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Successfully Treating Full Body Eczema

Successfully Treating Full Body Eczema

Anne Fairchild McVey

Full Body Eczema is the Hardest to Treat.  How to Successfully Treat Full Body Eczema.

Does your child suffer from eczema? If eczema is not properly controlled and managed it can spread to the entire body. Full body eczema is the hardest to treat and left untreated it is susceptible to infection. Children are particularly susceptible to staph infections. Children can’t control scratching and their fingers are touching and exploring their surroundings and have bacteria waiting to penetrate the eczema once the child itches. If you suspect your child’s eczema is infected, you will need to make an appointment with your child’s pediatrician, dermatologist or allergist.

The best treatment method for moderate to severe full body eczema is wet wrap therapy. Wet wrap therapy has been advocated by doctors as a safe and effective treatment for childhood eczema for 20 years. Wet wrap therapy brings down inflammation, calms the itch and helps repair the skin barrier. Wet wrap therapy is the only treatment that provides more restful sleep. This therapy is a great option if the child and the family are struggling with sleep deprivation due to nighttime itching.  Don't let the word "wet" scare you off.  You will apply warm, damp specialty garments over an emollient and it usually dries in 2 hours.  This damp garment calms the itch during treatment so the child finds it extremely soothing.

Wet wrap therapy is a wonderful option for stubborn child eczema because it decreases the need for topical steroids. Topical steroids have side effects and most parents worry about using it on small children. Keep in mind that when using topical steroids on children for eczema, topical steroids should only be used when other treatment options have failed and should be used for no more than two weeks.

Below you will find a diagram and tips for successful wet wrap therapy to treat full body child eczema. Adults can also wet wrap and follow the same tips and diagram.

Wet wrap therapy is quite simple but you will need specialty wet wrap clothing. Specialty wet wrap clothing is expensive but well worth the investment of about $100.00. Wet wrap clothing allows comfort during treatment. Other options are wet gauze or cotton clothing. Gauze and cotton clothing are not ideal for wet wrap therapy, especially if you are treating a child. Children tend to remove the gauze and find it itchy and scratchy. Cotton clothing gets baggy, loose, cold and uncomfortable when wet. The cotton fiber also becomes rough when wet. If the child does not feel comfortable and soothed during treatment, the parent will have a hard time being consistent with the treatment. Specialty wet wrap clothing also has features that gauze and cotton clothing do not such as anti-itch fabric, built-in hand covers and 6% spandex to stay close to the skin for effective treatment.  Wet wrap therapy should be done consecutively for 3-5 days. Recent research reports and average reduction in eczema symptoms by 75% in 5 days of treatment.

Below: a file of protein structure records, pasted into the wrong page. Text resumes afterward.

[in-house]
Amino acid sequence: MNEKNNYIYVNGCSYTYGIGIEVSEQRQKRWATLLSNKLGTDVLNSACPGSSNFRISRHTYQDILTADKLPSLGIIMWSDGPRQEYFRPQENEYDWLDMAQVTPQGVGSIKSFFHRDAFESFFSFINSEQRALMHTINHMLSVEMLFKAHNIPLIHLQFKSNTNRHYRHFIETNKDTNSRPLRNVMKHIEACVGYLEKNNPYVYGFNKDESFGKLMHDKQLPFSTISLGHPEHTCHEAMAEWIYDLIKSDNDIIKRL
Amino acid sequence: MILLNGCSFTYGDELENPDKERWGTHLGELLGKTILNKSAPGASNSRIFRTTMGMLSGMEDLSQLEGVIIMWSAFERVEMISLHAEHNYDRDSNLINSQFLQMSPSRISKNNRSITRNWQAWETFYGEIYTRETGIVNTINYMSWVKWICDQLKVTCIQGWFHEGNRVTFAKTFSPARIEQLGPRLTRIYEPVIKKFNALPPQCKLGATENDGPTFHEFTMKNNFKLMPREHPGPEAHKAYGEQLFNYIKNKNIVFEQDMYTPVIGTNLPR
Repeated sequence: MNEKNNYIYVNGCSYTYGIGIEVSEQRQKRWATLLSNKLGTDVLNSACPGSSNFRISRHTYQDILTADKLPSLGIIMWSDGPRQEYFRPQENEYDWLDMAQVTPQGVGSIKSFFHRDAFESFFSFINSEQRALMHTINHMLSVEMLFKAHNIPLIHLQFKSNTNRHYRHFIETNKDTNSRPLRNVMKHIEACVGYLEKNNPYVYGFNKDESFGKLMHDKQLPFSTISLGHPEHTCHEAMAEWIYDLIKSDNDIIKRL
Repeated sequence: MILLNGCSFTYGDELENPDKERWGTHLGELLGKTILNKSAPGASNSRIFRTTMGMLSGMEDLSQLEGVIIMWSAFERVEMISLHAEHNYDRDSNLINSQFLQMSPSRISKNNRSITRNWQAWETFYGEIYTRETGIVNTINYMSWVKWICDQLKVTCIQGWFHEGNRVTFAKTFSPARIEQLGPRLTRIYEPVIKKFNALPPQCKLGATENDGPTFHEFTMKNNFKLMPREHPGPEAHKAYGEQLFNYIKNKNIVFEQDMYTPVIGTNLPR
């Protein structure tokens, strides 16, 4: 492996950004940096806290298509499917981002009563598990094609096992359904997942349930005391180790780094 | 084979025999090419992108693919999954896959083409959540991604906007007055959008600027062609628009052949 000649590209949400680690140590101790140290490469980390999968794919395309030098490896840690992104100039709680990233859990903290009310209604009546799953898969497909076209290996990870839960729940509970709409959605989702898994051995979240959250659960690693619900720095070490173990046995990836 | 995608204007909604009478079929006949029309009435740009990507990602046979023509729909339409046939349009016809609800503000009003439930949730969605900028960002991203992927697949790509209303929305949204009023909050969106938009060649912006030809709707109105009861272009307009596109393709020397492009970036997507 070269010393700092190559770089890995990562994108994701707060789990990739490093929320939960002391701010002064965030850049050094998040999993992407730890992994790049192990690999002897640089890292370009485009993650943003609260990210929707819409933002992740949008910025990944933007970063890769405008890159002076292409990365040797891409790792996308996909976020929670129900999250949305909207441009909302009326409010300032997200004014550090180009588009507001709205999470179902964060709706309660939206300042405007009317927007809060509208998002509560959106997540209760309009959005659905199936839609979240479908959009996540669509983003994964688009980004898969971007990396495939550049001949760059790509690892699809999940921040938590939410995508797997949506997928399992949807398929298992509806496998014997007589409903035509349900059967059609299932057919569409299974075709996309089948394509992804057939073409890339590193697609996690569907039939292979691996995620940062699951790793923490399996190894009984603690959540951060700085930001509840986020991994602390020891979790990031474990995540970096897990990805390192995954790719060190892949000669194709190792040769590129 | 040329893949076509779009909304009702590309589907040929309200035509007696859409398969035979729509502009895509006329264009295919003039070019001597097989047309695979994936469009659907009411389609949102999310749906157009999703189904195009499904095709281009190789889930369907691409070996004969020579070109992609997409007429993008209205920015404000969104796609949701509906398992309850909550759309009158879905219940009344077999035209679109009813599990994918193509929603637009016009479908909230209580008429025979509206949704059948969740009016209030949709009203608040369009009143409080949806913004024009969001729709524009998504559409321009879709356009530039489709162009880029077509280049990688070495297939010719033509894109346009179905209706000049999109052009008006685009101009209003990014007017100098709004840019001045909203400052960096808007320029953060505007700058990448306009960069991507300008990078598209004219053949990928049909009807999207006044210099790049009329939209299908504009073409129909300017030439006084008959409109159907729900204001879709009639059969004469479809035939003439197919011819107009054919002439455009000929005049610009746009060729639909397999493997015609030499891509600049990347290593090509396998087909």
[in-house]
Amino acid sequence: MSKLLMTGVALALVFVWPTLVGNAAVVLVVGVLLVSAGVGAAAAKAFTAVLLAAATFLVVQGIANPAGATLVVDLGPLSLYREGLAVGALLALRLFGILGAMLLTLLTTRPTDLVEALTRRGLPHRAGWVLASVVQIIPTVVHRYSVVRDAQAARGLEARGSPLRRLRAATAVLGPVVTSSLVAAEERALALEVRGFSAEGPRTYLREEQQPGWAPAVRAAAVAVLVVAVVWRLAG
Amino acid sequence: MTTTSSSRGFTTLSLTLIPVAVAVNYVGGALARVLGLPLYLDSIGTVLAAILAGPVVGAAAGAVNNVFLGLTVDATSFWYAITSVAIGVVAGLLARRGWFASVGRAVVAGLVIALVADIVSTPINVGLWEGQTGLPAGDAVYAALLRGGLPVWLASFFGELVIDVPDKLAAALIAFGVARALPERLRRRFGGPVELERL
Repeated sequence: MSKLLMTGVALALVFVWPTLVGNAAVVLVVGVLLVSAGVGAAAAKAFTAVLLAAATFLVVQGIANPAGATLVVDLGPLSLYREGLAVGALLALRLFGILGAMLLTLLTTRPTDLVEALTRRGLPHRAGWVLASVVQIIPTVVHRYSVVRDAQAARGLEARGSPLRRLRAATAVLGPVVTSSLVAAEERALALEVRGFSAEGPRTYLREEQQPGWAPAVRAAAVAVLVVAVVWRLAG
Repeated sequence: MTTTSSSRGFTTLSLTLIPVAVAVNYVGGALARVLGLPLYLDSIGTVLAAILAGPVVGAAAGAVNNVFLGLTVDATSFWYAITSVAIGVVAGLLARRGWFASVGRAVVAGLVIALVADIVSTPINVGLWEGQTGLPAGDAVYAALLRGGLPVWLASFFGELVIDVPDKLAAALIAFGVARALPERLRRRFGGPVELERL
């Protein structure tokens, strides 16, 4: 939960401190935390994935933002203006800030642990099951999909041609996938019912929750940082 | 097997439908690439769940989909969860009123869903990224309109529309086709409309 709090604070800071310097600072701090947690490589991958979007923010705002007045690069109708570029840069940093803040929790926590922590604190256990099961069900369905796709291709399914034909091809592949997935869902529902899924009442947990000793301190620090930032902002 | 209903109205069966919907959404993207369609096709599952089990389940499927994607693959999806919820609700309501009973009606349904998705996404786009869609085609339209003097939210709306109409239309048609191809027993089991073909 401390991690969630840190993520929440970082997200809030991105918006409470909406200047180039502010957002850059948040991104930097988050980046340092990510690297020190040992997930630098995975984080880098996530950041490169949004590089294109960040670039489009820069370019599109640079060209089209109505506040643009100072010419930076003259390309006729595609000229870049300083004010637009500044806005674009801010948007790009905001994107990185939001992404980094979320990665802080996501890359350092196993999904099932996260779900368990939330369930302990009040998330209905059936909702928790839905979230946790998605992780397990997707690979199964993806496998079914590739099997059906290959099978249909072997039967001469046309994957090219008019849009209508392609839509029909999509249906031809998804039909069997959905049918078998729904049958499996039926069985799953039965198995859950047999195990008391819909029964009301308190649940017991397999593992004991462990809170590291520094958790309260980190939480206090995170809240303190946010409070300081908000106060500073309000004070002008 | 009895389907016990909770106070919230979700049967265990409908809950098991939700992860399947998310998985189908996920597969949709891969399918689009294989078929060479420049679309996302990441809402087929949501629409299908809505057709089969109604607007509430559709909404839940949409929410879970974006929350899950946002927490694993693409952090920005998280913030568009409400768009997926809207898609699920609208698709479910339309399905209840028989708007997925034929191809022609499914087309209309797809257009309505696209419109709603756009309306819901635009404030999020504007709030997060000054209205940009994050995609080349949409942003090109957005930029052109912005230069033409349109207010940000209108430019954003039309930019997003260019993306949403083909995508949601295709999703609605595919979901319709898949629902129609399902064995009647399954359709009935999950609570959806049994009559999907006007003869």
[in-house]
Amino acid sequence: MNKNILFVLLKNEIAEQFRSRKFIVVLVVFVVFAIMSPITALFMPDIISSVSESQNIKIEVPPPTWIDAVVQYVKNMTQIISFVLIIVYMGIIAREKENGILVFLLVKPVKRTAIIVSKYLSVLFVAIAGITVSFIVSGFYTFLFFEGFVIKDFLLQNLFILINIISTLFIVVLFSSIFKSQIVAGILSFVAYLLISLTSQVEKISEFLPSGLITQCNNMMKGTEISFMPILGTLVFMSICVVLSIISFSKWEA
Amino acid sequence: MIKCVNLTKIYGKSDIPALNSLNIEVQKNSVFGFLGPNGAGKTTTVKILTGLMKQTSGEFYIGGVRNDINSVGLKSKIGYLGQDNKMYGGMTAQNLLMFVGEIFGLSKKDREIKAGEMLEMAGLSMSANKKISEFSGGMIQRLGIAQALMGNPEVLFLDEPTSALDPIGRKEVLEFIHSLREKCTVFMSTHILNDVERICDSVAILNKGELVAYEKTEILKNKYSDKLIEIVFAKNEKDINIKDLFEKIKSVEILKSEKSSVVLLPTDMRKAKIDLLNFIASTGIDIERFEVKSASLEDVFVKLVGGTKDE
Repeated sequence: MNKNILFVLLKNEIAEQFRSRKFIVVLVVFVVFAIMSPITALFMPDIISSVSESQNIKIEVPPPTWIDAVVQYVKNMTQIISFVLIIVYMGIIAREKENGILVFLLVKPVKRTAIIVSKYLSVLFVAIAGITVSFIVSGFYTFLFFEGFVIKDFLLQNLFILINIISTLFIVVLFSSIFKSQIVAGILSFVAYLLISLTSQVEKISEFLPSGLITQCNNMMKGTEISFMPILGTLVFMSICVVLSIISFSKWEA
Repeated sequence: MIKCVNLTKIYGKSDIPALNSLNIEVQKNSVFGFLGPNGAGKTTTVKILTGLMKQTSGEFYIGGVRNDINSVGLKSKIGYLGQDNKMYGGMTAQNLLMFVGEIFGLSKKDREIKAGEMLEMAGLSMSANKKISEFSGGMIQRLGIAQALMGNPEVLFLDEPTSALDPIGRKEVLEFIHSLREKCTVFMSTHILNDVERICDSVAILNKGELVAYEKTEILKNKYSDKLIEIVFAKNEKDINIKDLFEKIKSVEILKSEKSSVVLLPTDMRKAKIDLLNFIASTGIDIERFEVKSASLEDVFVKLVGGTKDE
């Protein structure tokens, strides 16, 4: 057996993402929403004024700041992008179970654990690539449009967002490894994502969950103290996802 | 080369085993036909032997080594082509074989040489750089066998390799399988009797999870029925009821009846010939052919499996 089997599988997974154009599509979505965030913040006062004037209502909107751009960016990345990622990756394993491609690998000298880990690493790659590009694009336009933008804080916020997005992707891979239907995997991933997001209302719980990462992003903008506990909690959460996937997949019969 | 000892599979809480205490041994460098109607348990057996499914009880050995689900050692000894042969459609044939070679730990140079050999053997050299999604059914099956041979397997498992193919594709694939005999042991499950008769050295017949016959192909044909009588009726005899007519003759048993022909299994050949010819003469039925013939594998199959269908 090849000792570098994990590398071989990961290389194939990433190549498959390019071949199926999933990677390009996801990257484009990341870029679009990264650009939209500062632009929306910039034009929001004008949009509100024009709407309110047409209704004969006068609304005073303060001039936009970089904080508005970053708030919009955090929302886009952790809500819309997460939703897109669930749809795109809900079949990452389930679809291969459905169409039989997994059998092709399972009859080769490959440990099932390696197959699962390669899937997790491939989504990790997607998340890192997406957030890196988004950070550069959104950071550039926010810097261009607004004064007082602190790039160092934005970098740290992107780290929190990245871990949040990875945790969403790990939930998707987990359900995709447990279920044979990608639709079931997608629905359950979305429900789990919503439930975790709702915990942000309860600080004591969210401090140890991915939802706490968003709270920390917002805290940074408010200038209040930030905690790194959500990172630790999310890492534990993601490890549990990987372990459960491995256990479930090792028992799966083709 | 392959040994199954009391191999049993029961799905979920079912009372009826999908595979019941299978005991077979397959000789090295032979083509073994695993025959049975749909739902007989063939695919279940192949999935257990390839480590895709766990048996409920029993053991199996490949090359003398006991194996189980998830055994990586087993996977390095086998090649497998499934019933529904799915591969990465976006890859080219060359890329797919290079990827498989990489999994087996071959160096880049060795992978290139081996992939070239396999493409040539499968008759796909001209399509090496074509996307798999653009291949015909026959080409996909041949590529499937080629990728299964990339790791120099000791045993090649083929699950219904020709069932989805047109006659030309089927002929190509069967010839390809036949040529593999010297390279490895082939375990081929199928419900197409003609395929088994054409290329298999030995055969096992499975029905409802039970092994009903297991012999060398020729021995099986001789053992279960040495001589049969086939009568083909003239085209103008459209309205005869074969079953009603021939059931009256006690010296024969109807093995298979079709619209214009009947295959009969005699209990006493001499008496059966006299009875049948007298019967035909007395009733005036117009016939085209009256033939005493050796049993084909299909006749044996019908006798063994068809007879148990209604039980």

Once the wet wrap therapy treatment is completed and the eczema is controlled, the specialty wet wrap clothing can then be worn dry over emollients to keep the skin healthy and prevent future eczema flares. If an eczema flare occurs, the parent can switch back to using the wet wrap clothing damp.

It is also important to purchase wet wrap therapy clothing that is regulated by the FDA. Wet wrap clothing sold in the U.S. is required to be registered and regulated by the FDA. Make sure you are not using a product on your child’s inflamed eczema that is not registered or regulated by the FDA. They may be less expensive, but they are not advised, especially for dry, cracked eczema.  The National Eczema Association is a wonderful resource for eczema products and make sure you use products with their Seal of Acceptance.

Please see the simple wet wrap therapy directions and diagram.

Soak: Soak in a lukewarm tub or shower for at least 10 minutes. Do not use hot water – this will strip the skin of natural oils. Use just water or a mild, fragrance free soap given the Seal of Acceptance from the National Eczema Association.

Seal: Pat your skin dry. Do not rub skin, only pat dry. Rubbing will irritate the eczema. Apply an emollient immediately to the skin before the skin completely dries. This will lock in the moisture from the shower and help repair the skin barrier. Vaniply is a wonderful emollient for the Seal step. Apply the emollient liberally to the whole body not just the affected area. Do not rub the emollient, instead apply it by smoothing it into the skin along the line of hair growth. You can not overdose on emollient. Use as much as you need to completely cover the skin.

Apply a Wrap: Apply a damp wrap over the emollient for moderate to severe eczema. Apply a dry wrap over the emollient for mild eczema.